Sunday, June 21, 2009

Justice of the Peace and readers speak out

Jacksonville, TX:

Several articles in the Jacksonville Daily Progress and Tyler Paper have cited an open letter from Justice of the Peace James Morris to State Attorney General Gregg Abbott requesting an investigation into the Cherokee County Commissioner's Court. Precinct 3 Justice of the Peace Morris alleges fraud, tax evasion, accepting bribes, violation of the Open Meetings Law and retaliation. Morris' main complaint, which he later retracted, was that Cherokee County officials were accepting monthly contributions from a local proprietary tax software and law firm (Source: Tyler Paper June 27, 2009)

Our readers' comments:
Re 6/2/2009 James Morris letter in Jacksonville Daily Progress and 6/12/2009 Progress article responses from Pct. 2 County Commissioner Kevin Pierce and Pct. 4 Commissioner Byron Underwood. I think Jacksonville’s New Hope Baptist Church Pastor / Pct. 3 JP James Morris’ and the county commissioners’ toing and froing is a just another diversion. One has decided to play the 'victim;' the other the so-called ‘bad guys.’ Cherokee County in its entirety is corrupt. It is not the Attorney General’s charge to investigate local corruption; it is the Cherokee County District Attorney’s office. It is almost laughable if it wasn’t so true.

Agreed, as stated in last month's blog
The corrupt judicial hubris operating for decades in Cherokee County, Texas is itself anti-constitutional, illegal and un-American. It operates in a cohesive little unit of the same group of elected officials, who often as a diversionary tactic pretend to denunciate each other. Don’t be fooled.

The failed Brian Walker (R) campaign alleged that election Box 36 located in New Hope Baptist Church provided illegal swing votes that pushed incumbent Chuck Hopson (D) over the top to keep the Texas House District 11 seat for Cherokee County. Candidate Walker would have to legally challenge the election results in corrupt Cherokee County court, lose the contest in a tainted jury selection (containing the same old ladies who provided the illegal swing votes) and pay the enormous lawyer fees the Hopson defense team would have incurred. Brian Walker was obviously advised by his own attorneys he faced bankruptcy if he continued to press for an election outcome investigation.

Another reader elaborates:
The Pct. 3 election judge at Jacksonville’s New Hope Baptist Church voting location was more than two hours late turning in her ballots in Rusk when the drive from that location should have taken 15 minutes. The obviously inappropriate actions stink to high heaven of election fixing right there inside Morris’ own church. A 3/18/2009 article in the Cherokeean Herald quotes newly [re]elected State Representative Chuck Hopson of Jacksonville that “he is unaware of any illegal activities in elections in his district” and that, after talking with the registrars in his 4-county district, “they are not aware of any voter fraud in any elections. ”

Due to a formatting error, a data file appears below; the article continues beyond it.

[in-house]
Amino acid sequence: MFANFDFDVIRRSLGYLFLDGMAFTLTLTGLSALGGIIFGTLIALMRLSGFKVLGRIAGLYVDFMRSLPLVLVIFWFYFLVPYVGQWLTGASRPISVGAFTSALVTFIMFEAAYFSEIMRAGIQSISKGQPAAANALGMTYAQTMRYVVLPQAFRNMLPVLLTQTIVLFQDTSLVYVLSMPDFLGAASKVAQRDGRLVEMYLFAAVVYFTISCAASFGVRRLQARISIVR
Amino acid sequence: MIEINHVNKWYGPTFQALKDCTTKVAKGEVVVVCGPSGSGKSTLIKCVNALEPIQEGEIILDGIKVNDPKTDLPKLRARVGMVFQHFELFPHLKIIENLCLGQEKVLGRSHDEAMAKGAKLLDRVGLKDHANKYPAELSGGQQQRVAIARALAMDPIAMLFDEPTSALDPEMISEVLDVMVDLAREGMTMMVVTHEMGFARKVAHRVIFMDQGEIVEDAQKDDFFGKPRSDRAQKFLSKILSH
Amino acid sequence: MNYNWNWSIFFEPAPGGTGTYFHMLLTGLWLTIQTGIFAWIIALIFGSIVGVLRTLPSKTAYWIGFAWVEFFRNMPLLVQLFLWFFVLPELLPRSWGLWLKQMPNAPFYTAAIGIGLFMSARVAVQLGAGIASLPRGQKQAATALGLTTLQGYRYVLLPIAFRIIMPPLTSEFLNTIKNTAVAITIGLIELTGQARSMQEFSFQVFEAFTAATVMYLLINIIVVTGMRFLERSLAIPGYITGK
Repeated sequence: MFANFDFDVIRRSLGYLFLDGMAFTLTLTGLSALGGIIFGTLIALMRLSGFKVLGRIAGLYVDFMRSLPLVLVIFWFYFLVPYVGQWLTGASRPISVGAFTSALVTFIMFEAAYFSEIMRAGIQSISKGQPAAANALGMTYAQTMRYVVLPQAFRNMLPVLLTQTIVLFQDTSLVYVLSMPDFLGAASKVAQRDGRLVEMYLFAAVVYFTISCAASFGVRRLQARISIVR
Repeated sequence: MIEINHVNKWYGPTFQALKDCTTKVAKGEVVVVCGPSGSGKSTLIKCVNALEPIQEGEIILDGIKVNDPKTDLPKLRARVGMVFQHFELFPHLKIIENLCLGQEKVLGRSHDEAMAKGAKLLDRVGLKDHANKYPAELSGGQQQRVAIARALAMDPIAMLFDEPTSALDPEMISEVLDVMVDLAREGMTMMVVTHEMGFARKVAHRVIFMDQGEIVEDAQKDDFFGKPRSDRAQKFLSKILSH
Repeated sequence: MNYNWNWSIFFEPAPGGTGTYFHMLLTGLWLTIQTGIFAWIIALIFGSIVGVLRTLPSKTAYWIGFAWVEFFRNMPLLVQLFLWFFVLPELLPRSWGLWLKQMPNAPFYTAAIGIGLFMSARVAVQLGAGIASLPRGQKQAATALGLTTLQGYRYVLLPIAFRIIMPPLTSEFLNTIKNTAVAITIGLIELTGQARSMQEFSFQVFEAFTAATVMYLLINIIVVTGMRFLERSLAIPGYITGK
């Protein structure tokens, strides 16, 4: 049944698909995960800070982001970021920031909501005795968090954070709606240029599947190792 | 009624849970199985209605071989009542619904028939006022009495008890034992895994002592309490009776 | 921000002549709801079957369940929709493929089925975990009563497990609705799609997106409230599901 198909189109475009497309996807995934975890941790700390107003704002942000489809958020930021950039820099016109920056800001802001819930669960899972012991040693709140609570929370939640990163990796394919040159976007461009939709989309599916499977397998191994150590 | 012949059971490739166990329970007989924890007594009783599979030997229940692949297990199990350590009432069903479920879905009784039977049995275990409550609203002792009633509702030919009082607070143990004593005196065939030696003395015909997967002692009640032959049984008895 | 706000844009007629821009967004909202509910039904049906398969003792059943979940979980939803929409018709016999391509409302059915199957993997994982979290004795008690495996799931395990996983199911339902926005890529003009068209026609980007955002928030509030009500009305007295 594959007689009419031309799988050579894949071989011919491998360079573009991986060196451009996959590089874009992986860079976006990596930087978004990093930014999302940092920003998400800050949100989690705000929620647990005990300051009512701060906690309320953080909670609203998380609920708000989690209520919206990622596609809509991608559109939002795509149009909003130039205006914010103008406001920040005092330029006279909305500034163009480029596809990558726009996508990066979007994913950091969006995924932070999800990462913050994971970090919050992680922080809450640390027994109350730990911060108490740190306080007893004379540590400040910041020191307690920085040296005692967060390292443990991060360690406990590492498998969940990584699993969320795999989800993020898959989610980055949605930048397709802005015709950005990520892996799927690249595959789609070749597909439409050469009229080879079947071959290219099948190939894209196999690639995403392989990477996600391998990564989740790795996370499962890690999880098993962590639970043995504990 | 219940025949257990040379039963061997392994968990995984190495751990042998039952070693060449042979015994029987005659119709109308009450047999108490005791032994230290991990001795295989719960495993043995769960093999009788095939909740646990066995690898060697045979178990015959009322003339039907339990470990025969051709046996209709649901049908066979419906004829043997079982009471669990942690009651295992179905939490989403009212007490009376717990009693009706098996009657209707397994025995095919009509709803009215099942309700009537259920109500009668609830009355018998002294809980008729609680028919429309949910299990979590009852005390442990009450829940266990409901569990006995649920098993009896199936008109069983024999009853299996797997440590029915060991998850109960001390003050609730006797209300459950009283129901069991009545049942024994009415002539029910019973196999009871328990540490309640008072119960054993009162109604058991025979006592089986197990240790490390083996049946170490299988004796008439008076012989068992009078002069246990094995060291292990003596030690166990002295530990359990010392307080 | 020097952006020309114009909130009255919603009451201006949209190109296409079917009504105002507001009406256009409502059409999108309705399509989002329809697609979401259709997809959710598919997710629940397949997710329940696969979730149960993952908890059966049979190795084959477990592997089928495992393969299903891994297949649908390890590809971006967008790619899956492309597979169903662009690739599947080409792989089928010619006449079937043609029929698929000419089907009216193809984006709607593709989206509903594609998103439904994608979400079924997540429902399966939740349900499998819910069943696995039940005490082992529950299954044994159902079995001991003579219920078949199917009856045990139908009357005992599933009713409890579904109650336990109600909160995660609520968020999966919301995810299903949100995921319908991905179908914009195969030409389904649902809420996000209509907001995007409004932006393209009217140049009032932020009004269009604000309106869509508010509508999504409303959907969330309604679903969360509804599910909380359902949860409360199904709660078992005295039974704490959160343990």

Hopson says “However, if there is a perception, we need to know about it.” Well what about outright in-your-face doesn’t get any more blatant than your hometown’s Pct. 3 election judge violating election rules and showing up over two hours late to the County Seat in Rusk, TX on election night? In a squeaker election between Hopson and Brian Walker. Do any of us with two simultaneously functioning brain cells expect any voter registrar in the notorious east Texas pineywoods to just say you betcha Rep. Hopson, I can write an encyclopedia about the voter fraud I’ve witnessed in this region. Good grief, maybe you’re gulled but I’m not.

And lastly:
How many Cherokee County property owners know who selects their grand jurors? Behind the much misused veil of secrecy about the grand jury process hides the anti-American fact that here in Cherokee County there is no compunction whatsoever about violating Government Code, Title 5 Open Government; Ethics. Subtitle B. Ethics, Chapter 573. Degrees of Relationships; Nepotism Prohibitions when it comes to choosing their own relatives and close friends to be seated.

A bit off topic, but the Editor agrees that nepotism and corruption go hand in hand. Voter fraud is common in East Texas and the Attorney General's office more often than not ignores the complaints. Smith County officials and the AG's office were recently notified of illegal voting activities during the City of Winona's Wet/Dry Elections according to the Tyler Paper. Ineligible voters outside the city limits were allowed to cast their votes, according to complaints (Source: Tyler Paper June 20, 2009).

Similarly, Liberty County Judge Phil Fitzgerald was under investigation by the Attorney General for allegedly dropping DUI charges on his relatives (Source: Houston Chronicle April 19, 2009). Favoritism and sweetheart deals for relatives of East Texas officials have been going on for decades. There is simply not enough bandwidth on the Internet to document the Good 'Ol Boy/Biddie network allowing the guilty to remain unaccountable. Their favorite technique with the help of small town prosecutors and newspapers is to blame innocents for the illegal activity they and their family members commit.

Justice of the Peace Precinct 3 James Morris' open letter to the Attorney General: